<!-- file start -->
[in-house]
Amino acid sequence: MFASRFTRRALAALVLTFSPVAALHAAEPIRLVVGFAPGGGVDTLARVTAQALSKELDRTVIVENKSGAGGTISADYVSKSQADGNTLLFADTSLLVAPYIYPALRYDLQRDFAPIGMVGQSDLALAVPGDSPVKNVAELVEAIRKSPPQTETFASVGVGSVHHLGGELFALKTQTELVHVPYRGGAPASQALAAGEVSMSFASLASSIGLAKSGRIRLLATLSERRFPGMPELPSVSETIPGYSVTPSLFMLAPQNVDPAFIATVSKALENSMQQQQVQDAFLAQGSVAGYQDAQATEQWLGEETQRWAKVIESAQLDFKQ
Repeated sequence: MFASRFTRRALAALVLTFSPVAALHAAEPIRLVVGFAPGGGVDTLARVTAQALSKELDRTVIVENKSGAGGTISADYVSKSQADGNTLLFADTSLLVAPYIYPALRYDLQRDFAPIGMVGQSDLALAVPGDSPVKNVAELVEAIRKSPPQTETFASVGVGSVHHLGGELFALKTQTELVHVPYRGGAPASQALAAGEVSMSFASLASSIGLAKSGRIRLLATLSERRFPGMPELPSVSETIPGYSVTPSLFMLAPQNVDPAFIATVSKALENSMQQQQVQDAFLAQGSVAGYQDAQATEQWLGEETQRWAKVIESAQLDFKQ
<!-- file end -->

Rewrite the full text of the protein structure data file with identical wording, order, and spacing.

[in-house]
Amino acid sequence: MFASRFTRRALAALVLTFSPVAALHAAEPIRLVVGFAPGGGVDTLARVTAQALSKELDRTVIVENKSGAGGTISADYVSKSQADGNTLLFADTSLLVAPYIYPALRYDLQRDFAPIGMVGQSDLALAVPGDSPVKNVAELVEAIRKSPPQTETFASVGVGSVHHLGGELFALKTQTELVHVPYRGGAPASQALAAGEVSMSFASLASSIGLAKSGRIRLLATLSERRFPGMPELPSVSETIPGYSVTPSLFMLAPQNVDPAFIATVSKALENSMQQQQVQDAFLAQGSVAGYQDAQATEQWLGEETQRWAKVIESAQLDFKQ
Repeated sequence: MFASRFTRRALAALVLTFSPVAALHAAEPIRLVVGFAPGGGVDTLARVTAQALSKELDRTVIVENKSGAGGTISADYVSKSQADGNTLLFADTSLLVAPYIYPALRYDLQRDFAPIGMVGQSDLALAVPGDSPVKNVAELVEAIRKSPPQTETFASVGVGSVHHLGGELFALKTQTELVHVPYRGGAPASQALAAGEVSMSFASLASSIGLAKSGRIRLLATLSERRFPGMPELPSVSETIPGYSVTPSLFMLAPQNVDPAFIATVSKALENSMQQQQVQDAFLAQGSVAGYQDAQATEQWLGEETQRWAKVIESAQLDFKQ